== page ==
[Excerpt] A new report shows an influx of immigrants to New Haven since 2000 has made it the fastest growing city in Connecticut.
The Community Foundation for Greater New Haven commissioned DataHaven to research how immigration has impacted the Elm City and the 20 towns surrounding it. Among the report findings, between 2000 and 2012--the population of Greater New Haven grew by 27,000 people. 75 percent of the new residents are foreign born and half of them are naturalized citizens. During the same period, there has been minimal growth in the region's native born population.
William Ginsberg is the President and CEO of the Community Foundation of Greater New Haven. He said the report is meant to encourage conversations about how all immigrants are contributing to the region's tax base, its business communities, neighborhoods and schools.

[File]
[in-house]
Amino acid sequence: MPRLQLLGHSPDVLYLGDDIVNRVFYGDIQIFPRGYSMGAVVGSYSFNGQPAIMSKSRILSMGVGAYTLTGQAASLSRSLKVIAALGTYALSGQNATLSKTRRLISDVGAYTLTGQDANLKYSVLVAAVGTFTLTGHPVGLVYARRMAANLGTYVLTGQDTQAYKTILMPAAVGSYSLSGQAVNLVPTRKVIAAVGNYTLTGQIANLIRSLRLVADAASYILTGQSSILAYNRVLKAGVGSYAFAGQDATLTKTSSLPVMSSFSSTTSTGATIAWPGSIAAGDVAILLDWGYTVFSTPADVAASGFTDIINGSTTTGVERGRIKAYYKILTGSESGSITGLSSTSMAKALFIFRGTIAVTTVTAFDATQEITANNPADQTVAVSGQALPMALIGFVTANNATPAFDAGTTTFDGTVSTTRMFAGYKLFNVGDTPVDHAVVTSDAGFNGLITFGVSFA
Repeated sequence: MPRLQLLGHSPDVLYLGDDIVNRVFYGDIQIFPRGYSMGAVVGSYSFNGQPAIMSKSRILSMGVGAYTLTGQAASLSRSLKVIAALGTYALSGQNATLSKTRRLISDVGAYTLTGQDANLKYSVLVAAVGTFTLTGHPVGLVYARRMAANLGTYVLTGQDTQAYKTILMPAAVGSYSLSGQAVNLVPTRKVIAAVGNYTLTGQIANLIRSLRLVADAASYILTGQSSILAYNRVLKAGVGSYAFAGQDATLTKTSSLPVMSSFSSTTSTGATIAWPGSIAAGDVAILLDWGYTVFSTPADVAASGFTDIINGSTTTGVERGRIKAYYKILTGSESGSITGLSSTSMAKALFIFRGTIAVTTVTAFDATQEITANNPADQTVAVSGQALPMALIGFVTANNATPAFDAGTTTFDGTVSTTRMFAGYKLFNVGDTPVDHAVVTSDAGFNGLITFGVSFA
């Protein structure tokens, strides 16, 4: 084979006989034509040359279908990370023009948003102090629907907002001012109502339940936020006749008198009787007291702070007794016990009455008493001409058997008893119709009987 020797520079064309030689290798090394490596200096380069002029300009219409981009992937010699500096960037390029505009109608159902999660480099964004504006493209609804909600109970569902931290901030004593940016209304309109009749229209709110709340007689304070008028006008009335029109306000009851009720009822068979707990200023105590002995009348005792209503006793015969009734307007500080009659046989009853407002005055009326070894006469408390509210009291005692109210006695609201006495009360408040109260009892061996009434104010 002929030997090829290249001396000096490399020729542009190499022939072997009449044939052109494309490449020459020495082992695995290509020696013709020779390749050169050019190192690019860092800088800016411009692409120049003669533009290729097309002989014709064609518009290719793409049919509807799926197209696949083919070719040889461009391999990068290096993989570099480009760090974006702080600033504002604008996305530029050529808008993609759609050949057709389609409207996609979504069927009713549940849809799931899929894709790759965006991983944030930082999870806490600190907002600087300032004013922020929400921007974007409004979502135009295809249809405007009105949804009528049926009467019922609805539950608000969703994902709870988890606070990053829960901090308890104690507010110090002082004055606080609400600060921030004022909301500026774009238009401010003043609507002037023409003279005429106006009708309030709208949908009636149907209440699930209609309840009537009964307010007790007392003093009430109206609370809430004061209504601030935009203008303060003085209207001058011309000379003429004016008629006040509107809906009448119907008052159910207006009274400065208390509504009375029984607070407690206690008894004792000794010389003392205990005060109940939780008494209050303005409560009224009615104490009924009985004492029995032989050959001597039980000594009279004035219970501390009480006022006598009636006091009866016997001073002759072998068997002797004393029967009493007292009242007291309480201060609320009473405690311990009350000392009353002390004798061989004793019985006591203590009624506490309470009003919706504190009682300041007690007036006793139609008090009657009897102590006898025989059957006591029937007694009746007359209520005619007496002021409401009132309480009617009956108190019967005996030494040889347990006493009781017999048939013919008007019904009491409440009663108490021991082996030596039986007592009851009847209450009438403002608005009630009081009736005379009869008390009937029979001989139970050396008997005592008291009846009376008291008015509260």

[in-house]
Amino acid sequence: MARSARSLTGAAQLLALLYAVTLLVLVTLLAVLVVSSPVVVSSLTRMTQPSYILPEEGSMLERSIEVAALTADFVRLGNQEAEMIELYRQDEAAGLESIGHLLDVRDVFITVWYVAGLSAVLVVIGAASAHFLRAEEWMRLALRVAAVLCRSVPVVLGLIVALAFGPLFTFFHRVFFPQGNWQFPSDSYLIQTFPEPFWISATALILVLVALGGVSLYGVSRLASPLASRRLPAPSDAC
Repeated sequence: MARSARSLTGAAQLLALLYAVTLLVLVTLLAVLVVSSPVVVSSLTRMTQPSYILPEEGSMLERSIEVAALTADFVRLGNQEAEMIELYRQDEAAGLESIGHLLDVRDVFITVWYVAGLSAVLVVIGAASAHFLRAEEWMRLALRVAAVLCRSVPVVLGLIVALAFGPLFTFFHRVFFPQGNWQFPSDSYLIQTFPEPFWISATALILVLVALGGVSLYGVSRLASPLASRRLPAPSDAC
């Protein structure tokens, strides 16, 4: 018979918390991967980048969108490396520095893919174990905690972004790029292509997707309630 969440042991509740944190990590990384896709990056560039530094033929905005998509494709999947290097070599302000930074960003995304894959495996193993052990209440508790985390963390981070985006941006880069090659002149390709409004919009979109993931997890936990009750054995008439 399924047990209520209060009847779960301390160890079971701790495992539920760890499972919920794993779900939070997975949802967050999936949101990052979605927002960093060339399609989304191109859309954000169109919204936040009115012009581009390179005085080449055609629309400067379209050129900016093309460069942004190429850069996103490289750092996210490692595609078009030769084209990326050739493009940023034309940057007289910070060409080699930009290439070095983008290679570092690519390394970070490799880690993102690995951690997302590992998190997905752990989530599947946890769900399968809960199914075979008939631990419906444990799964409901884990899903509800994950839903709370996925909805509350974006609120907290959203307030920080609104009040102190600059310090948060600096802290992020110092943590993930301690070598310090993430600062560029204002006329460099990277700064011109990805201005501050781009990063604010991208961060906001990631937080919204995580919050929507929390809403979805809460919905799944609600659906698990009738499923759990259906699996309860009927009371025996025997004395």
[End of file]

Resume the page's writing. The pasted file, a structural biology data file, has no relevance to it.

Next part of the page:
"Most of the people we surveyed significantly overstated the percentage of population that they thought were undocumented immigrants," Ginsberg said. "It's roughly three percent [statewide]. So the national debate is really obscuring the reality. It's also obscuring the reality that most of the foreign-born population in our region are high-skilled workers."
Ginsberg said almost two-thirds of foreign-born workers living in Greater New Haven are high-skilled workers -- more than at the national level.
Using U.S. Census data, the report found the city of New Haven has seen an additional 6,200 residents since 2000. Today, 17 percent of its entire population or almost 22,000 residents are foreign born. It's estimated more than 14,430 residents in the city are undocumented.